By Jonas Nilsagård, CEO TensionCam Systems AB, Jakob Falk, test engineer BATC, Bulten AB and Emmy Pavlovic, SVP technology & innovation, Bulten AB.
The clamping force of a bolted joint is mainly determined by the assembly of the bolt itself. However, settlements and relaxation of surfaces and soft materials in the joint, together with external loads, can lead to a reduction of the initial assembled clamping force during service. In worst case scenarios this can actually implicate bolts coming loose, leaking gaskets (if present in the joint) and/or catastrophic failure.
The automotive industry has addressed this risk by applying strict design rules on surface roughness and geometry for critical joints, combined with accurate assembly such as torque and angle tightening, gradient controlled tightening or ultrasonic controlled tightening. All to achieve an accurate and repeatable initial clamp load and to minimise loss of clamping force in service.
In the industrial sector however, such assembly techniques are sometimes not possible to apply and, due to generally larger dimensions of components, surface control to fine tolerances is difficult to achieve. Hence, industrial bolted joints typically achieve less accuracy in assembly and have more settlements/relaxation, especially if combined with gaskets, leading to higher risks of severe clamping force loss and failure. As a result of this, bolted joints in industrial applications often require expensive maintenance in the form of regular, manual checks and regular retightening.
TensionCam Systems AB, a small Swedish start-up, is now addressing the issue of poor clamping force control in industrial bolted joints, by making it possible to remotely monitor the clamp load in industrial fasteners. A fingerprint sensor (yes, the kind you find on your mobile phone) is used to monitor a pattern in the bolt head or nut side, utilising the deformation of the pattern to measure the clamping force in the joint. Assembly can thereby be performed to a target clamp force level; maintenance can be planned and executed only when really needed; and/or a warning can be sent out in case of the clamping force dropping to a dangerously low level.
There are numerous different industrial bolted joint applications where variations and loss of clamping force can be an issue. One of the most common joint type is the pipe flange, typically found connected to pumps, valves and inbetween pipe connections. Here the clamping force is crucial to assure that the gasket in the flange can keep the joint sealed. As many industrial pipe systems carry aggressive chemicals, the sealing function is critical and leakages can lead to severe environmental damages and personal injuries.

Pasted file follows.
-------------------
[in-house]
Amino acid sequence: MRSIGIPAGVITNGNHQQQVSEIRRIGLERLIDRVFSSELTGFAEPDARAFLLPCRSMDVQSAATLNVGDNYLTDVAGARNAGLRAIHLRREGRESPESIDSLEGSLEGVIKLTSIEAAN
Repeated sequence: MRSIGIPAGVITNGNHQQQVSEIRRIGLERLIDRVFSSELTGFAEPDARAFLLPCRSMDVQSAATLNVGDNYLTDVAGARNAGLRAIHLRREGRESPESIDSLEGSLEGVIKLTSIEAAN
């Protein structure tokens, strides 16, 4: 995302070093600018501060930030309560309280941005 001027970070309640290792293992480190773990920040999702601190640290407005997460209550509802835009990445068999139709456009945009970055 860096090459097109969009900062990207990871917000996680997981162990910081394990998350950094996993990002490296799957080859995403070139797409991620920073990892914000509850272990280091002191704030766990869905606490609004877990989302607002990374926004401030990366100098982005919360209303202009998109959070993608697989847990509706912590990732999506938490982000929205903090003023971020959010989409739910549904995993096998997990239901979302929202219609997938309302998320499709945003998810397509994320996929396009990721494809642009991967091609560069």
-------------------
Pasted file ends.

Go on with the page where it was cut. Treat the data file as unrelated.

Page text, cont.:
In this investigation TensionCam technology is used on a flange joint supplied by Densiq AB, a leading supplier of sealing solutions to the industrial sector. The focus of the study is to examine the so called ‘neighbour-effect’ – when loosening and exchanging one bolt in a flange joint – and to see if gaskets with different stiffness behaviours have significant influence on the clamping force after assembly.
The flange joint examined is connected by eight M16 Class 8.8 bolts. Each bolt is equipped with TensionCam sensors. Gaskets in mechanically stiff graphite and soft PTFE, in 1.5mm thickness, are evaluated. The assembly is performed via manual tightening, using a digital torque wrench. Prior to assembly the bolts are lubricated with Densiq ECOLUBE. The initial lubrication is used throughout all experiments. Two assembly sequences are evaluated: (i) circular assembly and (ii) cross wise assembly. The experiments are executed in order (1) Graphite gasket and circular assembly, (2) PTFE gasket and circular assembly, (3) Graphite gasket and cross wise assembly and (4) PTFE gasket and cross wise assembly.
For each experiment all eight bolts are tightened to 100Nm according to the given sequence. Subsequently bolt #1 is loosened and thereafter retightened again to 100Nm. For the circular assembly pattern, the bolts are further tightened up to 100Nm after the first assembly, as this sequence was expected to give a more uneven clamping force distribution compared to cross wise assembly. It was noted during measurements that bolt #7 systematically showed low values, also during set-up of the experiment. This could be due to poor readings in the TensionCam sensor or damages causing higher assembly torque in this bolt position.
The experiments show that loosening of one bolt in an assembled joint causes the clamping force to increase in the two neighbouring bolts by approximately 7% – 8%. As the loosened bolt thereafter is retightened the clamping force of the two neighbours goes back to the ‘assembled’ condition, whereas the retightened bolt achieves a higher clamping force. For graphite gasket the increase is higher (in the range of 30%) as compared to PTFE (in the range of 20%). Hence, it can be questioned to which torque a replaced or retightened single bolt actually shall be assembled to?
Furthermore, the experiments indicate that a stiffer gasket (graphite) causes lower clamping force from assembly, as compared to a softer gasket, when assembly is torque controlled and done in one step (direct to 100Nm).
Will joined Fastener + Fixing Magazine in 2007 and over the last 15 years has experienced every facet of the fastener sector - interviewing key figures within the industry and visiting leading companies and exhibitions around the globe.
Will manages the content strategy across all platforms and is the guardian for the high editorial standards that the Magazine is renowned.